About the Falkirk area
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Located between the Campsie Fells and the Forth, Falkirk sits in a narrow lowland area in between the southern and northern lowland areas of Scotland, making it an important corridor for species dispersal. The area has an industrial past and there is now the opportunity to restore habitats and enhance biodiversity.
Much of the land is of agricultural importance, with more designated as improved grassland. Little semi-natural land remains and there is limited forest cover. Despite this Falkirk is an area of biodiversity importance. The Falkirk Forth shore is home to 4 SSSIs designated as RAMSAR sites and great effort is being made to restore natural sites.
Key findings and recommendations
- Integrated Habitat Networks (IHNs) were defined, for species using woodland, wetland, bog, or grassland habitat, as landscape structures through which species can disperse freely between numerous habitat patches. These networks can be used to prioritise and direct conservation effort.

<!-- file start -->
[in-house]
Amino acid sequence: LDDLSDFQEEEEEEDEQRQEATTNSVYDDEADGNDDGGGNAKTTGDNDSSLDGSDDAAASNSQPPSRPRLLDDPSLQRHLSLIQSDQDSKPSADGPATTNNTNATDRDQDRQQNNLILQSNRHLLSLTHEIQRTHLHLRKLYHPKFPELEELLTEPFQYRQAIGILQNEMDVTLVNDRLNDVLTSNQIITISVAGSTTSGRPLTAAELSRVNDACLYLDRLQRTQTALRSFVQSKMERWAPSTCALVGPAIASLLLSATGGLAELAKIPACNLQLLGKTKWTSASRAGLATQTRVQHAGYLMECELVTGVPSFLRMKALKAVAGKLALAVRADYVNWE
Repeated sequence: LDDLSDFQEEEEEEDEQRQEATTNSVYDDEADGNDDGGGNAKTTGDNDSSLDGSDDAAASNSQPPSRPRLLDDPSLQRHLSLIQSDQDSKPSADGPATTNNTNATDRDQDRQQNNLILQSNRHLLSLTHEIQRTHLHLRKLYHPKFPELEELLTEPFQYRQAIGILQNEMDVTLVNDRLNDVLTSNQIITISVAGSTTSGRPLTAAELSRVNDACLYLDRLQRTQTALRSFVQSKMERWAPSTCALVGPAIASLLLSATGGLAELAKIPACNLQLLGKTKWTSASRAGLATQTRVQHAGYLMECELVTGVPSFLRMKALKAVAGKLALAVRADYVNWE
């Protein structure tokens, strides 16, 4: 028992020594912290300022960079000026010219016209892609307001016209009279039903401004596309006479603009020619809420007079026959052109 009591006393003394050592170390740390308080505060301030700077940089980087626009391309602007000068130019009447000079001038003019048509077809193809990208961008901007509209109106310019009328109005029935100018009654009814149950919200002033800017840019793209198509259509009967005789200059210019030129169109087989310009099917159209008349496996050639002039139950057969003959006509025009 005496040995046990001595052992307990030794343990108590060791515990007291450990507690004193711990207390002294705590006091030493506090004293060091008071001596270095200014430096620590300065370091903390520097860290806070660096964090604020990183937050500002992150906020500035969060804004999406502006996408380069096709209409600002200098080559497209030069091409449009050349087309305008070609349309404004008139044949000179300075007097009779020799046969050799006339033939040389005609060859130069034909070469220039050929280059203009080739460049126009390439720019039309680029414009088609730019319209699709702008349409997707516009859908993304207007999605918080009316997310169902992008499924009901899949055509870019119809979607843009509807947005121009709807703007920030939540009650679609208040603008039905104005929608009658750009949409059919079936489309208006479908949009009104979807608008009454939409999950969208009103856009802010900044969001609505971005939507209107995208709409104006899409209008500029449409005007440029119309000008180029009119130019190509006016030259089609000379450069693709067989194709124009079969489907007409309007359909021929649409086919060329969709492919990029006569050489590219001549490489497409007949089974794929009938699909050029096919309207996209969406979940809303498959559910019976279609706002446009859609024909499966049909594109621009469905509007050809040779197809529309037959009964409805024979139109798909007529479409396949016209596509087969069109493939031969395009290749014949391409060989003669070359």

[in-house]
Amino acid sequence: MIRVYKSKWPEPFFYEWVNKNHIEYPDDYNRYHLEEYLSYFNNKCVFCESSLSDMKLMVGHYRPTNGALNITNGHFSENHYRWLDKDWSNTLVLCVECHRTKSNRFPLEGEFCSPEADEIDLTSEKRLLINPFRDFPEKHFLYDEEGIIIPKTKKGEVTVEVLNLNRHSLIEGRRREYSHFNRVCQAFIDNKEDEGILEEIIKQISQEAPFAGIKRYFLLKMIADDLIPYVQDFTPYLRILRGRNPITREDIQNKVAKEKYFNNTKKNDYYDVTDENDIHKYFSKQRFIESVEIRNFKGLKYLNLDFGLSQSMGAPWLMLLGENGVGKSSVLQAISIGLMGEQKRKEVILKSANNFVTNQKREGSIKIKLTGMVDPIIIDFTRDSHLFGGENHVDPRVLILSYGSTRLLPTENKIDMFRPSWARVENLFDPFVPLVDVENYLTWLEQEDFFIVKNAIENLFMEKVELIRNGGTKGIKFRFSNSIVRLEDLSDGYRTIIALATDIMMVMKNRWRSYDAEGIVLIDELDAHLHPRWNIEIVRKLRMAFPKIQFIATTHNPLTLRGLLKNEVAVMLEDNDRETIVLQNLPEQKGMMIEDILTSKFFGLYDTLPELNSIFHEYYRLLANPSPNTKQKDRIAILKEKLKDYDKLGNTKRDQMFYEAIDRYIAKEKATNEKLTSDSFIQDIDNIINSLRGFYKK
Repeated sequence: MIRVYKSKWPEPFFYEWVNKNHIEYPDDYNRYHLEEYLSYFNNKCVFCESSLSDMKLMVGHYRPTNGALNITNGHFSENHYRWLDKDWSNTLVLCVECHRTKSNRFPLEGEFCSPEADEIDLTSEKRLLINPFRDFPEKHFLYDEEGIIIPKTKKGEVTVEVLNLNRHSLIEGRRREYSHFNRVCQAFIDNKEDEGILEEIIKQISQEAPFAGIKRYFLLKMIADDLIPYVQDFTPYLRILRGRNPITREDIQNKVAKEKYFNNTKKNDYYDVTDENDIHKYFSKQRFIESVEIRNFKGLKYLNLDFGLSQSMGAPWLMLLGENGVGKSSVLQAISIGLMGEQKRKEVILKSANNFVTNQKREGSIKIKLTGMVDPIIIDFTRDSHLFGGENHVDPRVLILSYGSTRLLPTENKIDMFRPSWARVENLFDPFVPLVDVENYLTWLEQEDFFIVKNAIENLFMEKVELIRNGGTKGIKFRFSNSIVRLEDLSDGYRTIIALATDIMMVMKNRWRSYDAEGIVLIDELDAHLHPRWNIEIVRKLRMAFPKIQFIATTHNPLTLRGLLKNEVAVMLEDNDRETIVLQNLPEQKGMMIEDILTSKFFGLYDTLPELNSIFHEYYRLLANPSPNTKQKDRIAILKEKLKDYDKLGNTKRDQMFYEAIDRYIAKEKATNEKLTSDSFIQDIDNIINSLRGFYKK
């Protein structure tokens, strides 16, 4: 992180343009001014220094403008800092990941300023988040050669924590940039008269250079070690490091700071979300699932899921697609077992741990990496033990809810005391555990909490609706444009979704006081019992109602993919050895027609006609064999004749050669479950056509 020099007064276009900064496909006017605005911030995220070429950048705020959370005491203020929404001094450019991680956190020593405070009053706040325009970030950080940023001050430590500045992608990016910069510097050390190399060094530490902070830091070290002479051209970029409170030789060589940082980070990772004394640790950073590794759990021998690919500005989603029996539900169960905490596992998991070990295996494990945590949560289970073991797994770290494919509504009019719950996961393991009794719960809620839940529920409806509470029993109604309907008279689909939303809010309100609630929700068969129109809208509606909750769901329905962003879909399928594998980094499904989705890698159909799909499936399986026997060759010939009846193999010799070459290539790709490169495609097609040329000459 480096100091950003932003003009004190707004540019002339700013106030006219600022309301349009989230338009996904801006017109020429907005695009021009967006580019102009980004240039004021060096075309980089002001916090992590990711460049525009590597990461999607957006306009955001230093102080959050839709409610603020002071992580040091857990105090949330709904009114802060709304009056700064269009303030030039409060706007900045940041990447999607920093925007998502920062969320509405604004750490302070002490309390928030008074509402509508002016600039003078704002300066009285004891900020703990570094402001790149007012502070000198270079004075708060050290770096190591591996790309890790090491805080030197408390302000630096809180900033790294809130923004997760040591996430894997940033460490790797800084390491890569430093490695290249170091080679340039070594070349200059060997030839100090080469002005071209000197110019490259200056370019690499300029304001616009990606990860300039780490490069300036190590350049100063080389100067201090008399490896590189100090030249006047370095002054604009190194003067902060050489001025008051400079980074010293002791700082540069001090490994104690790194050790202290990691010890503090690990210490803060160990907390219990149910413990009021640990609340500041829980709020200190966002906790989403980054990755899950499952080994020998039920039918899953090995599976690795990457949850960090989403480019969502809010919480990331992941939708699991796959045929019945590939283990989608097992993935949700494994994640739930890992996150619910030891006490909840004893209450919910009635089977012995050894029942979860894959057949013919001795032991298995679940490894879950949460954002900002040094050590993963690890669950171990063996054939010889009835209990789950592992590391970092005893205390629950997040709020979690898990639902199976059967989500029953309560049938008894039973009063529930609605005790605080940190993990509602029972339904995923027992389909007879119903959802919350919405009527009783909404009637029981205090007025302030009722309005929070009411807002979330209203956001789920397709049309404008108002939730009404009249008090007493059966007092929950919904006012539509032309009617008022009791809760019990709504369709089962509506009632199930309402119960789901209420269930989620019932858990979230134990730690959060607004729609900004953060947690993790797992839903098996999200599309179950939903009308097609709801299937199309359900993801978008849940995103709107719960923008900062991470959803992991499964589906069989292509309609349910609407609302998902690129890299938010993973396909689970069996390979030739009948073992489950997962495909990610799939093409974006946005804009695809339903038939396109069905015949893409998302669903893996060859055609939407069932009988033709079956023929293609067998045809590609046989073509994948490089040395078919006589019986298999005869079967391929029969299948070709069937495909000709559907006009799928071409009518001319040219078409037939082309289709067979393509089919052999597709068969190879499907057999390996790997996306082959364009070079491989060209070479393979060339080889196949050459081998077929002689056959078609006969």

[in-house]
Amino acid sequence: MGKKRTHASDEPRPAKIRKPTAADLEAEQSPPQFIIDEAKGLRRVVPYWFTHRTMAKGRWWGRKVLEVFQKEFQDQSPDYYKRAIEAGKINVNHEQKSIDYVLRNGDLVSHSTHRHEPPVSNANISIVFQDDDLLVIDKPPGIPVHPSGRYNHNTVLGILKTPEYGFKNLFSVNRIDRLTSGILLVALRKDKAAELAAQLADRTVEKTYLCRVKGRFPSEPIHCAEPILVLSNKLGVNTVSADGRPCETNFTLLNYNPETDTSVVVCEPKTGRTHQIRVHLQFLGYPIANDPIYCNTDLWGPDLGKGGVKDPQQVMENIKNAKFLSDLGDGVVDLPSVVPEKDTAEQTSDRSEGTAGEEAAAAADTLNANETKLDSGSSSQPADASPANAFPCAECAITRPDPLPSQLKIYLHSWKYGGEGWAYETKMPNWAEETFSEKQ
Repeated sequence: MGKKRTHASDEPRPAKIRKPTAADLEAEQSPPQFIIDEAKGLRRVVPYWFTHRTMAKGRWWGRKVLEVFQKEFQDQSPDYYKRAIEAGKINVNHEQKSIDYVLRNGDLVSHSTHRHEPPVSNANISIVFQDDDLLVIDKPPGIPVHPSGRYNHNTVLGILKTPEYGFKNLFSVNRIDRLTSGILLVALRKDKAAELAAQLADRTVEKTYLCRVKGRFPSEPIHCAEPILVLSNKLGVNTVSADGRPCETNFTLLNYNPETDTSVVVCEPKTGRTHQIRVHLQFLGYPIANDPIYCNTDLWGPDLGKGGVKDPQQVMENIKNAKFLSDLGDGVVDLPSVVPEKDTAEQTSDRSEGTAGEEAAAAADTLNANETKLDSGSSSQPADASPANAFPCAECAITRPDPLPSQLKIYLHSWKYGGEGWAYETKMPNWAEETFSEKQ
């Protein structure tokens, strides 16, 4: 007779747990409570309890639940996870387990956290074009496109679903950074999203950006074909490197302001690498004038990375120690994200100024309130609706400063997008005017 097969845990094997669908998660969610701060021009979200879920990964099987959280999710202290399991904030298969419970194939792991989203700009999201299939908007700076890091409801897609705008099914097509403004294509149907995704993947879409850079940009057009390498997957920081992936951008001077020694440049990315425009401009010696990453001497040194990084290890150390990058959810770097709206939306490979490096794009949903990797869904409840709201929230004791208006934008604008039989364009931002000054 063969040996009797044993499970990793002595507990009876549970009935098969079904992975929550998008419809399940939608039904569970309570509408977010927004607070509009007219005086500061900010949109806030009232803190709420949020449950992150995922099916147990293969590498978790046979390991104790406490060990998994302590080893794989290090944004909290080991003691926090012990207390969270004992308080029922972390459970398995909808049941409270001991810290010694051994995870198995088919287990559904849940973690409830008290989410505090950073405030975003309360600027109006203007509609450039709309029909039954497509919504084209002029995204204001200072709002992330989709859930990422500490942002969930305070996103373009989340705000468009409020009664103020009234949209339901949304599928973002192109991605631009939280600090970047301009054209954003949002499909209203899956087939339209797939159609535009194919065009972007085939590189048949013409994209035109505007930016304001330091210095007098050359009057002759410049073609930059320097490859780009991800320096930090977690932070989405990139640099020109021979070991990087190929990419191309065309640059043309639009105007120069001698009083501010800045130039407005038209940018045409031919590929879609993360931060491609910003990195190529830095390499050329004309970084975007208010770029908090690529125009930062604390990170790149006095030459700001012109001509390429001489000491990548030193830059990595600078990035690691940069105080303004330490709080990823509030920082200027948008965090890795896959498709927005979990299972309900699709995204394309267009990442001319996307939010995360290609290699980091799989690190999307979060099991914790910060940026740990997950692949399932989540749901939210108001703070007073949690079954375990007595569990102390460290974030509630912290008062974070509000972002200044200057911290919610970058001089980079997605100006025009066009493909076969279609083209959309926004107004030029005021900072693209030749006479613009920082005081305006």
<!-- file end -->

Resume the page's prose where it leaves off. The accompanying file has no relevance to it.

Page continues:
- The IHNs should be used within a GIS as part of the decision-making process; they do not provide answers on their own.
- The integration of the Falkirk HELIX project and links with other regional habitat networks should be a priority.
- Integration of the IHN to inform future reviews of the Falkirk Council: Development Plan; Biodiversity & Development Supplementary Planning Guidance, e.g. site specific surveys to reflect wider IHN implications, including LBAP, Derelict Land, and Central Scotland Forest.
For complete list of the key findings and recommendations please see the report:
Falkirk Integrated Habitat Networks (PDF-2131K)
Funders and partners
- Falkirk Council
- Forestry Commission Scotland
- Central Scotland Forest Trust
- Scottish Natural Heritage
For further information please contact:
Centre for Human and Ecological Sciences
Northern Research Station
Tel: 0131 445 6952